The Central Bank of Tunisia (BCT) issued a statement today refuting news about the issue of a Central Bank Digital Currency, even in test form.
Last week we published an article based on a Tass news report that the bank was testing an e-dinar. The piece started: “The ‘E-dinar’ was officially launched in test form at the Forex Club of Tunisia, with a symbolic transfer of one dinar between the head of the central bank, Marouane El Abassi, and a representative of the International Monetary Fund (IMF).”
If one glosses over the words “test” and “symbolic” then a misunderstanding is likely. However, it appears that the use of the term “officially” was not accurate.
In the statement the Central Bank acknowledges that it is exploring a Central Bank Digital Currency but that it is currently only under consideration.
The bank states that the symbolic transfer was in fact not part of its official program.
The Central Bank statement continues: “Indeed, as part of the last event of the FOREX Club Tunisia – independent association vis-à-vis the BCT [Central Bank] – and by way of encouragement to young Tunisian startups, the participants in this event attended a demonstration of technical feasibility of a theoretical solution of a digital currency, initiated by a private startup, having no moral or contractual relationship with the BCT.”
“This test of POC (Proof of concept) was taken out of context becoming a marketing operation where the name of the BCT was improperly used.”
The startup that provided the technology is Universa. It outlined in a surprising amount of detail how the CBDC would be rolled out in Tunisia. In addition to Tass, there was an article on a Russian government website touting the export of Russian technology. We hope to update this article with Universa’s response.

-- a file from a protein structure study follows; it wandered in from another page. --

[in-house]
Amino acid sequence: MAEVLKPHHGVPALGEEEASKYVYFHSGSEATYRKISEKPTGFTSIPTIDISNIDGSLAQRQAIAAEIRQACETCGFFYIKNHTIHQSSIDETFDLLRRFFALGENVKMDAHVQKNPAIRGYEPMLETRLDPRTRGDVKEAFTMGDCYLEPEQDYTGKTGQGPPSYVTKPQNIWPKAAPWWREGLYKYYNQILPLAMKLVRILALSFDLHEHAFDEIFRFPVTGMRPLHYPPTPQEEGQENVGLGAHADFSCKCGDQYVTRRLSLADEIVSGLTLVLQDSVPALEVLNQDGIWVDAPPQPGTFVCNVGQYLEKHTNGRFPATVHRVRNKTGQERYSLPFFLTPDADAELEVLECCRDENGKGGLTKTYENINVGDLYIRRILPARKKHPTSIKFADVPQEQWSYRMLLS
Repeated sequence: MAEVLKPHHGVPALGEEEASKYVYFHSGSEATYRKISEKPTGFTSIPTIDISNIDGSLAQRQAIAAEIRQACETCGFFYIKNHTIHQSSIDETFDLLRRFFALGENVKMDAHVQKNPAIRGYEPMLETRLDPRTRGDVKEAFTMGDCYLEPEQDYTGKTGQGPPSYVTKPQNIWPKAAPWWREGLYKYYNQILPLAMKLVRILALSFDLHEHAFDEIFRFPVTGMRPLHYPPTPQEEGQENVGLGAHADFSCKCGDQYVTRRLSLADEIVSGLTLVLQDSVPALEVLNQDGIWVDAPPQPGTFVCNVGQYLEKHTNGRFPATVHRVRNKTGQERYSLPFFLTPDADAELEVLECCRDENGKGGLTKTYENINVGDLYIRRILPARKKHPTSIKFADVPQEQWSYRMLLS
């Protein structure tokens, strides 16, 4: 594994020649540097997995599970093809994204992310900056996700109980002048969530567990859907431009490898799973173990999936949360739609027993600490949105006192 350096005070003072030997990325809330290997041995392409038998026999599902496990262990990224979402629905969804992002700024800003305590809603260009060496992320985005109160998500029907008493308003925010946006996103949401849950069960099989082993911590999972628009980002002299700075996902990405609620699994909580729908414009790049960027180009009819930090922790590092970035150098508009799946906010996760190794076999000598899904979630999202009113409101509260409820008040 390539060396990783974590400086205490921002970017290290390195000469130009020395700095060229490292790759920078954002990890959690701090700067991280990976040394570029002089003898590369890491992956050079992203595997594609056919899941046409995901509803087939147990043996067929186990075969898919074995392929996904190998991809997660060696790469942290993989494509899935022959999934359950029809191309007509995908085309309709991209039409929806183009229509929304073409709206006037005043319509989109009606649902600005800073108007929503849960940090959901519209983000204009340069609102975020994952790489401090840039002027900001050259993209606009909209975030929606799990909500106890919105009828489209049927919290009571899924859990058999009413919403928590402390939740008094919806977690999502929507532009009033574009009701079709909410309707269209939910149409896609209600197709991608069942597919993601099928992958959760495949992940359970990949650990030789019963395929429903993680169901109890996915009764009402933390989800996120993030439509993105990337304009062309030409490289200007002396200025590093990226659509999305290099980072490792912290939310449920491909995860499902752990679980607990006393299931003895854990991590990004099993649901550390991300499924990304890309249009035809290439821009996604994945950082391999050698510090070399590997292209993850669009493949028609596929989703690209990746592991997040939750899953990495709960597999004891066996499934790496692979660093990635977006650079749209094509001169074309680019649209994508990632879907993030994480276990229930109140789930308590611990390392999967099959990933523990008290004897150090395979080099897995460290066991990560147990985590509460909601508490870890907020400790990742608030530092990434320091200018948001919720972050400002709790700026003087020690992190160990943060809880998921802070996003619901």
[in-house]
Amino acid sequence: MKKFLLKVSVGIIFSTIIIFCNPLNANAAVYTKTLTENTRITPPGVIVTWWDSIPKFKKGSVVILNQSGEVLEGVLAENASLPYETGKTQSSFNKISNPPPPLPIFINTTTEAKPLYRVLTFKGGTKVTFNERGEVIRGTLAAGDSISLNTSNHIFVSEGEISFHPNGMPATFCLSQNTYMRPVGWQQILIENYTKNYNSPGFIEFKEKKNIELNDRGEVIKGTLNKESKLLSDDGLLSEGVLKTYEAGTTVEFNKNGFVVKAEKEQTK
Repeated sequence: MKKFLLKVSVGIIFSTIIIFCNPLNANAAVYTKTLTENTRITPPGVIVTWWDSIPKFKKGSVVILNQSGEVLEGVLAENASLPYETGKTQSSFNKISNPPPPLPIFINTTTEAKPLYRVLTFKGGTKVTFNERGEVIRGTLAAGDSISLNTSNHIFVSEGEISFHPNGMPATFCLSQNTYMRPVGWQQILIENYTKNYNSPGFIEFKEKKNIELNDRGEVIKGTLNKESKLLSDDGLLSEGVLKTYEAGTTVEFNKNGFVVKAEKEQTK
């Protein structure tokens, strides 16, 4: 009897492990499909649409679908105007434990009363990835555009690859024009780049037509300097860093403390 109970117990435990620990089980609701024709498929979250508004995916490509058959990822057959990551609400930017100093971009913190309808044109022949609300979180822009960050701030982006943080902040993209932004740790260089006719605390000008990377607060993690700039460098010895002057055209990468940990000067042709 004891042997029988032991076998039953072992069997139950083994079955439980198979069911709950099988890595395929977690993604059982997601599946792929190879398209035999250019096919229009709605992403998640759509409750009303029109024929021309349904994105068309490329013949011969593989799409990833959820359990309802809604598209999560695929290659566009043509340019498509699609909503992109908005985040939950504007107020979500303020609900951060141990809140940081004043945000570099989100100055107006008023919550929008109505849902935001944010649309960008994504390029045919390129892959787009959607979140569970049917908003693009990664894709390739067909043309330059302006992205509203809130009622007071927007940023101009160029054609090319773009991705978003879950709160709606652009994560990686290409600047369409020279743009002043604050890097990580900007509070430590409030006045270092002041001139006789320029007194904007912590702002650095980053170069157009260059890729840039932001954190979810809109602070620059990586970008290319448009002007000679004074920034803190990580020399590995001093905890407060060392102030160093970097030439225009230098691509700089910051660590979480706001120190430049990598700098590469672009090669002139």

On the date of publication of the original article, Ledger Insights contacted the Central Bank, both by phone and email.
The Tunisian Forex Club also issued a statement: “The Tunisian Forex Club would like to point out that what was projected during its congress held on November 7th, 2019 is a simple theoretical demonstration of a digital currency developed by a Tunisian fintech labelled Start-up Act.”
“Therefore, what has been reported by some press regarding the issuance by the Central Bank of Tunisia of a digital currency at this congress is unfounded. On the occasion of the congress held by the Tunisian Forex Club, there was indeed a debate on the new international developments related to the issuance of a digital currency by central banks.”
“The congress was also marked by the participation of an IMF expert, specialized in the digital field, who developed his point of view on the management of the risks associated with the issuance of this type of currencies.”